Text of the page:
IDEAS home Printed from
   My bibliography  Save this article

Comparison Of Environmental Quality-Induced Demand Shifts Using Time-Series And Cross-Section Data


  • Loomis, John B.
  • Cooper, Joseph C.


Almost all applications of the Travel-Cost-Method demand function which include site quality variable(s) are multisite models. The results of this study serve as a note of warning that using the demand equation derived from multisite cross-sectional data to perform a benefit-cost analysis of changes in quality at a single site may not accurately predict the resulting change in the number of trips to that site. In this situation, estimates of the benefits of quality improvements may be unreliable.

Suggested Citation

  • Loomis, John B. & Cooper, Joseph C., 1990. "Comparison Of Environmental Quality-Induced Demand Shifts Using Time-Series And Cross-Section Data," Western Journal of Agricultural Economics, Western Agricultural Economics Association, vol. 15(01), July.
  • Handle: RePEc:ags:wjagec:32508

    Download full text from publisher

    File URL:
    Download Restriction: no

    References listed on IDEAS

    1. John F. Helliwell, 1984. "Stagflation and Productivity Decline in Canada, 1974-82," Canadian Journal of Economics, Canadian Economics Association, vol. 17(2), pages 191-216, May.
    Full references (including those not matched with items on IDEAS)


    Citations are extracted by the CitEc Project, subscribe to its RSS feed for this item.

    Cited by:

    1. P. Poor & Jamie Smith, 2004. "Travel Cost Analysis of a Cultural Heritage Site: The Case of Historic St. Mary's City of Maryland," Journal of Cultural Economics, Springer;The Association for Cultural Economics International, vol. 28(3), pages 217-229, August.
    2. Deisentroth, Daniel B. & Loomis, John B. & Bond, Craig A., 2013. "Using Revealed Preference Behavioral Models to Correctly Account for Substitution Effects in Economic Impact Analysis," Journal of Regional Analysis and Policy, Mid-Continent Regional Science Association, vol. 43(2).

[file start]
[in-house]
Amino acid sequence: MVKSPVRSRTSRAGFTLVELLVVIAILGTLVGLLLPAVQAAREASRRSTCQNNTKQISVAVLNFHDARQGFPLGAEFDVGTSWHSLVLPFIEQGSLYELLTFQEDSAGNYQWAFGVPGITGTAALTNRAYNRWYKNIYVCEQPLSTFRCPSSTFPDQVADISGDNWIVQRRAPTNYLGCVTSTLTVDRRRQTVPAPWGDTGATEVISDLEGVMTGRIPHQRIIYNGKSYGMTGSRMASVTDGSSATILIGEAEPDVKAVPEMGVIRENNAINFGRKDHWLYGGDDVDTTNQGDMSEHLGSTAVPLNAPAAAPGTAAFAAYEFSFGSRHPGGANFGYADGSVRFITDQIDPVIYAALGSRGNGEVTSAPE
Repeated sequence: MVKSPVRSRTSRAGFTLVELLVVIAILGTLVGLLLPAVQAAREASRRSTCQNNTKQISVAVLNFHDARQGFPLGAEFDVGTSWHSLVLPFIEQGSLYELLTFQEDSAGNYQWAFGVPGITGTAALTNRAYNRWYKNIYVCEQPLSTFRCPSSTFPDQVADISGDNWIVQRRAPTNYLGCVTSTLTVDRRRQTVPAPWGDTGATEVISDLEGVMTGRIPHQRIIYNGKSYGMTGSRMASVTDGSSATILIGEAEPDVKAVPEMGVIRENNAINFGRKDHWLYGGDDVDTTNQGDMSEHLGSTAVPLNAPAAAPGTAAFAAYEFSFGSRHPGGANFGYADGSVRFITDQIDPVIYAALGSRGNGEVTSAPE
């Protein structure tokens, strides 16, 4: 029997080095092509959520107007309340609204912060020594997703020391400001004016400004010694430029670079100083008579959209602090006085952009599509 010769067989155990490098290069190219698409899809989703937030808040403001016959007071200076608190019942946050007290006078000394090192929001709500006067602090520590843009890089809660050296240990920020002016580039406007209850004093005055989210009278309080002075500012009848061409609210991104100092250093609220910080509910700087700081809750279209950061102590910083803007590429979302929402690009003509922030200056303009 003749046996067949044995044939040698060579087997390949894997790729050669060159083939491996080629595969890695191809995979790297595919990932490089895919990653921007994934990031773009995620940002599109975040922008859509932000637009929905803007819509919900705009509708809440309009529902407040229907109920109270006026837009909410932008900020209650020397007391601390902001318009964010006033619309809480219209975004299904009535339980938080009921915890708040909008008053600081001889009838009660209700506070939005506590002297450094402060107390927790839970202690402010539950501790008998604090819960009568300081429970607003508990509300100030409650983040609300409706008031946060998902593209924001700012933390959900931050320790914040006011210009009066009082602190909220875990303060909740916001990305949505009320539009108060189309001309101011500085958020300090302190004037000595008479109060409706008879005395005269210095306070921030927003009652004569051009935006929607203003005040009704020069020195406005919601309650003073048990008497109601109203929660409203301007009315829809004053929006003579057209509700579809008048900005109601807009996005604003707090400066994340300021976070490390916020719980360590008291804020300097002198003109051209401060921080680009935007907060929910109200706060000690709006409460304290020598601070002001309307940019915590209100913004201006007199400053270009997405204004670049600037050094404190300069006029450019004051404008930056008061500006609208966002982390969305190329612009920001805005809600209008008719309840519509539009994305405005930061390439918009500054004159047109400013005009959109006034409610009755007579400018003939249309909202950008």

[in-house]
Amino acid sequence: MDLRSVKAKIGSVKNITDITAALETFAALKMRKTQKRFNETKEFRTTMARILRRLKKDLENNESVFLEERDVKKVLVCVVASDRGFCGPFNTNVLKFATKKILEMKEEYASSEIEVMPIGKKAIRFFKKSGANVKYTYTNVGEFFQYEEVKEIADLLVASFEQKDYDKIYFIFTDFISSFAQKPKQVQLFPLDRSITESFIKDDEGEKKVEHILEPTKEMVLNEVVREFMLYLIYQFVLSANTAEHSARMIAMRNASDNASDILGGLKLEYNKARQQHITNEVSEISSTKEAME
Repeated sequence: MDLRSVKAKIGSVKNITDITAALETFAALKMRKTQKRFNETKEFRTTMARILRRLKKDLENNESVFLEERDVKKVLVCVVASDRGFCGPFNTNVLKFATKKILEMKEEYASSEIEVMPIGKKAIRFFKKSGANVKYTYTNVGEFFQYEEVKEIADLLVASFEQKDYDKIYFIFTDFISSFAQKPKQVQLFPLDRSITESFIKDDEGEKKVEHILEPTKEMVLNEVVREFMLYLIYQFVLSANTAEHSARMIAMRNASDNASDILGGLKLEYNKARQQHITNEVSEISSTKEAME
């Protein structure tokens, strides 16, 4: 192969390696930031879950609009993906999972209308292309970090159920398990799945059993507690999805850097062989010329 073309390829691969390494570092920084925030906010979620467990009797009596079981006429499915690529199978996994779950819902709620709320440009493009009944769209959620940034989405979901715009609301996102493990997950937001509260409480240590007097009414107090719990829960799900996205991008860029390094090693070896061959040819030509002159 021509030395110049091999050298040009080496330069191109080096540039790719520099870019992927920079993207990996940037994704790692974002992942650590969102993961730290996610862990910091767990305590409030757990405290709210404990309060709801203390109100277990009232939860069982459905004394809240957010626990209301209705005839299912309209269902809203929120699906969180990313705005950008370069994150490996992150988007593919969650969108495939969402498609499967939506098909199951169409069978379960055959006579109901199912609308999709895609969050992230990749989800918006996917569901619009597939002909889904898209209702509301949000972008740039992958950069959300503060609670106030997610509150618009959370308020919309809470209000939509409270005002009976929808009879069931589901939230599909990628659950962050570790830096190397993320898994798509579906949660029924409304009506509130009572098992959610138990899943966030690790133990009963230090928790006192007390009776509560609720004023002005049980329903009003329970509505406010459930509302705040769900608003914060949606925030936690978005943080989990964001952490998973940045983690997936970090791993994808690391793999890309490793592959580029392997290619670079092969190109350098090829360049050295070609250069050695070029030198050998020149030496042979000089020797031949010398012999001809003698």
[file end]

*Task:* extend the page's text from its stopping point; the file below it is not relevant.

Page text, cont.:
All material on this site has been provided by the respective publishers and authors. You can help correct errors and omissions. When requesting a correction, please mention this item's handle: RePEc:ags:wjagec:32508. See general information about how to correct material in RePEc.

    For technical questions regarding this item, or to correct its authors, title, abstract, bibliographic or download information, contact: (AgEcon Search). General contact details of provider: .

    If you have authored this item and are not yet registered with RePEc, we encourage you to do it here. This allows to link your profile to this item. It also allows you to accept potential citations to this item that we are uncertain about.

    We have no references for this item. You can help adding them by using this form .

    If you know of missing items citing this one, you can help us creating those links by adding the relevant references in the same way as above, for each refering item. If you are a registered author of this item, you may also want to check the "citations" tab in your RePEc Author Service profile, as there may be some citations waiting for confirmation.

    Please note that corrections may take a couple of weeks to filter through the various RePEc services.

    IDEAS is a RePEc service hosted by the Research Division of the Federal Reserve Bank of St. Louis . RePEc uses bibliographic data supplied by the respective publishers.